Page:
Shaun Wrubell – BluEarth Renewables
In some ways, representing oil companies is about as far from representing renewable power producers as it gets. In others, it’s practically right across the street.
Shaun Wrubell worked for a Canadian oil sands company during a period of explosive growth in the industry. He was also around when oil prices dropped dramatically, and the industry faced uncertainty. So, when Calgary-based BluEarth Renewables came calling, he saw it as an exciting way to apply his experience in corporate and energy law to a renewable energy company.
As vice president, general counsel and corporate secretary, he’s helping a fast-growing renewable energy company expand across North America by growing its portfolio of wind, solar and hydropower generating facilities.
In so doing, he went from a company that at times courted controversy (and was the subject of a hostile takeover) to a rapidly growing alternative energy provider that’s bringing renewable power to the market—while constructively engaging project stakeholders, including indigenous people.
“If you’re building an energy project these days, especially in Canada, there’s often going to be a First Nation component,” Wrubell says. Where BluEarth shines is in taking time to learn about our partner, their unique culture and business goals. It’s about continuous engagement, not just at the outset.”
When it comes to projects involving indigenous people, that engagement takes the form of regular meetings, visiting communities, getting together with leadership and continuous engagement and communication.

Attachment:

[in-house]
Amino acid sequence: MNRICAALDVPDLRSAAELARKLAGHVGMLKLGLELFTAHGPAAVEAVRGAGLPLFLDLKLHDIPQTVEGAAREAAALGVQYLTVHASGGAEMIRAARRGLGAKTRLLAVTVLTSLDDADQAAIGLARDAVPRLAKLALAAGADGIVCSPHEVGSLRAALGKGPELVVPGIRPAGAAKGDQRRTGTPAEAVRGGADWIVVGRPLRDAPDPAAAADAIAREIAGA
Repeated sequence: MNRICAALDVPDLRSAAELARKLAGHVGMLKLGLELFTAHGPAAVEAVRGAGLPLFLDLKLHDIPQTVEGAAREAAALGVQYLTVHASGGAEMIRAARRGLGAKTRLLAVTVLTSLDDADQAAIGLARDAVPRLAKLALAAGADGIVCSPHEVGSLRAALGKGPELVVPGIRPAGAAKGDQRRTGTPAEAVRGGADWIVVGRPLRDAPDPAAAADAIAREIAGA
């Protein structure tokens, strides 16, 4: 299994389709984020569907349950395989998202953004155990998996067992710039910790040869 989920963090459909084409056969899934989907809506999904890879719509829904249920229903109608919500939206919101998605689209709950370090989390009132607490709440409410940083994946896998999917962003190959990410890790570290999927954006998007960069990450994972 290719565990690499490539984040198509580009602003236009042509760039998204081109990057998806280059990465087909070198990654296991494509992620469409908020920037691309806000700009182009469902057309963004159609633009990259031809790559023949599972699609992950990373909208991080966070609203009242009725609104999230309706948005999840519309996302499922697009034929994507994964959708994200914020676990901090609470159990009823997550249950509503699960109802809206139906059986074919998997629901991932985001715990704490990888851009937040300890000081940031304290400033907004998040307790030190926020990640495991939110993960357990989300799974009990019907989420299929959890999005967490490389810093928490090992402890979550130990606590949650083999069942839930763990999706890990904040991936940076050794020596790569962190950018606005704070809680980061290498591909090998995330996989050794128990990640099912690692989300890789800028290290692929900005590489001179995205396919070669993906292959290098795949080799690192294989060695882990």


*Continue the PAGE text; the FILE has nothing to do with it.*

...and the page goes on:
“BluEarth believes deeply in developing renewable energy projects in partnership with indigenous peoples in a way that balances social value, environmental protection and the principles of shared revenue,” Wrubell says. “We have great respect for the traditions and knowledge of indigenous peoples, as well as the value their involvement adds to projects.”
Wrubell acknowledges that, while having a good understanding of, and respect for, the legal framework governing the relationship with indigenous peoples is important—the company is a proud partner with several First Nations on many of its facilities—effective engagement and communication are just as important.
“We do a really good job of taking the time to learn about our partners’ viewpoint and business goals—whether First Nation partners or others,” he says. “With any partnership, especially long-term ones, you have to build trust. Honesty and transparent communication are important. It’s key to our growth and success.”
Much like Wrubell’s career, BluEarth has evolved in some unexpected ways. After having the Ontario Teachers’ Pension Plan as its majority shareholder for several years, the organization was purchased by DIF Capital Partners in 2019, an independent infrastructure fund manager.
Today, BluEarth’s portfolio includes 333 net (405 gross) megawatts of capacity in operation—and more than 1,000 megawatts under development.
BluEarth expanded into the United States in February 2018 with the purchase of two wind facilities in Minnesota. The company also has development assets in Wyoming and recently completed the construction of solar facilities in Minnesota, Iowa and Wisconsin.
Wrubell led the legal structuring of BluEarth’s U.S. foray: working with the BluEarth functional teams on due diligence and regulatory work; evaluating risk management, governance and tax issues; setting up the legal entities; and so on.
“You do all the normal course work to purchase an asset and all teams are engaged but, before you even get there, you have to think about starting a new company in another country,” Wrubell says. “What does that mean from a risk management and governance perspective? How do you structure a business in a different country to then own the asset?”
In late 2019, the company opened its first U.S. office in Phoenix, and Wrubell’s team assisted with the negotiation of its first U.S. office lease.
November 2019 saw final transfer of the business from the Ontario Teachers’ Pension Plan as DIF Infrastructure V took 100 percent ownership of BluEarth—a transaction where Wrubell was a key member of the team.